At the Pittsburgh Athletic Association Thursday night, tables lined the room’s perimeter with computer screens flashing color displays, peregrine lander and rover models and panels of sound, light and distance sensors.
More than 100 locals attended Pittsburgh Presents Robotics, an event hosted by Cohen & Grigsby, P.C. and Pittsburgh Entrepreneurs Forum. The occasion featured a panel of 11 robotic companies and networking event.
As attendees wandered the venue before the panel, vegetable skewers and pudding cups in hand, local robotic companies shared information about their goals, innovations and contributions — all of which have made Pittsburgh a leading presence in the robotics industry.
Jay Douglass, head of Carnegie Mellon University’s Advanced Robotics Manufacturing Institute, was one of five panelists at the event Thursday. He countered the sci-fi film notion that robots are here to take blue-collar jobs.
“We’re going to work on bringing robotics back to factories in order to compete against offshore industries,” Douglass said. “We don’t want to replace our workers — we want to get them involved in new and different ways.”
Jackie Erickson, a panelist from the Pittsburgh Robotics Network — a volunteer organization representing more than 65 robotics companies in Pittsburgh — spoke to attendees about PNF’s part in company promotion, funding and growth. Her company is focused on attracting and fostering new robotic talent in Pittsburgh.
According to a survey PRN conducted in 2013, Pittsburgh has generated 19 new businesses since 2011 that provide robotics solutions in industries ranging from agriculture to defense to health care and more.
Since former President Barack Obama announced the National Robotics Initiative in 2011 at the school’s National Robotics Engineering Center, employment by Pittsburgh-area robotics firms has jumped from 700 to 2200 people. CMU, which is ranked nationally for its robotics program, has received more than $15 million from the NRI.
“It’s important for companies to know that they can make their voices heard,” Erickson said. “While Carnegie Mellon-affiliated programs are amazing at what they do, other companies need a place to find their own voice for what they do, and we help them find that.”
Beyond the panel, company representatives had the chance to pitch their company’s robotic endeavours to people passing by their station. Astrobotics founder John Thornton explained how his company uses lunar delivery to appeal to other countries working to send things to the moon. The project, called “MoonMail,” sends keepsakes to the moon — photos, mementos, letters and notes — and is marketed as the first “commercial trip to the moon,” on the company’s website.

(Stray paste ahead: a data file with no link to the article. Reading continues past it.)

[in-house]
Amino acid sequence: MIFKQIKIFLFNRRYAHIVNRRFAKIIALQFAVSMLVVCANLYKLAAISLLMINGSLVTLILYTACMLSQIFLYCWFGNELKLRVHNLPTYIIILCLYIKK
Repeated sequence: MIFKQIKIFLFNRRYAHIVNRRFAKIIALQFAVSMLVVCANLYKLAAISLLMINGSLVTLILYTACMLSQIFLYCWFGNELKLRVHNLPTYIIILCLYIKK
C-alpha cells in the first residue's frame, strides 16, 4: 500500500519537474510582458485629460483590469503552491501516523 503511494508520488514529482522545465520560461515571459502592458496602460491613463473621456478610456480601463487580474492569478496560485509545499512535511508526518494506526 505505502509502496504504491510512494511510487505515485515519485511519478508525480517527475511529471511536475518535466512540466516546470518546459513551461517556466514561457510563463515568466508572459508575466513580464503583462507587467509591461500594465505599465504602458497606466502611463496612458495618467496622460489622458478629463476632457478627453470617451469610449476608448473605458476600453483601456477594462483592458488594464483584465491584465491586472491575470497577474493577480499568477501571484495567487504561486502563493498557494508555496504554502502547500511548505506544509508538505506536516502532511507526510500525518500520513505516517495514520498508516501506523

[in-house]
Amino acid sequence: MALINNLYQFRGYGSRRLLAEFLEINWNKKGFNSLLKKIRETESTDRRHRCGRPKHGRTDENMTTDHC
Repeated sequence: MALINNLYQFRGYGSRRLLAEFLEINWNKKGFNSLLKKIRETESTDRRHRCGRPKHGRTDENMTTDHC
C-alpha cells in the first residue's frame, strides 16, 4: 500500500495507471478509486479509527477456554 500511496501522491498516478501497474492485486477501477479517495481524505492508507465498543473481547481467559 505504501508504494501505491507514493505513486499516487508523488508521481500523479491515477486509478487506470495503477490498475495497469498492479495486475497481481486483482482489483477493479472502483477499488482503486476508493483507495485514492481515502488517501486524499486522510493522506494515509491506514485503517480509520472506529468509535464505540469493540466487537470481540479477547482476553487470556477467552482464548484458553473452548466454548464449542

“We’re building a DHL-like [shipping] service to the moon,” Thornton said. “We’ve already gotten 10 deals from six different nations. These nations are sending us rovers and landers in order to make the deliveries possible.”
While numerous attendees at the affair were from CMU and Pittsburgh robotic companies and start-ups, Pitt faculty and students, such as Joshua Tarlo, a first-year mechanical engineering major, are also exploring new engineering developments on campus.
As a member of Pitt’s Robotics and Automation Society — a student group that works on different robotics projects on campus — Tarlo’s team is currently building a life-size robotic panther. The panther will eventually be on display in the Benedum Hall lobby and double as a floor map of the entire building.
Currently, the RAS is working on five robotics projects, including the Micro Mouse, a robotic mouse that will navigate a maze.
The University also has an organization called Design Hub, a group dedicated to student innovations and startup procedures. Design Hub provides students with brainstorming sessions, educational workshops, hands-on projects and community outreach opportunities.
“There is a large amount of networking events available for the students to partake in and gain valuable connections,” he said. “In addition, the professors and faculty are excellent connections to have in your professional network.”
The engineering department at Pitt offers a wide variety of classes for robotics exposure and project inspiration — including a course called The Art of Making for upperclassmen and second semester first-year students that gives them an opportunity to design projects early in their undergraduate career.
“Starting early on, students [have the opportunity to] easily jump into hands-on learning and immerse themselves in electronics, coding and foster a love of robotics and ‘making’ in general,” Gilmour said.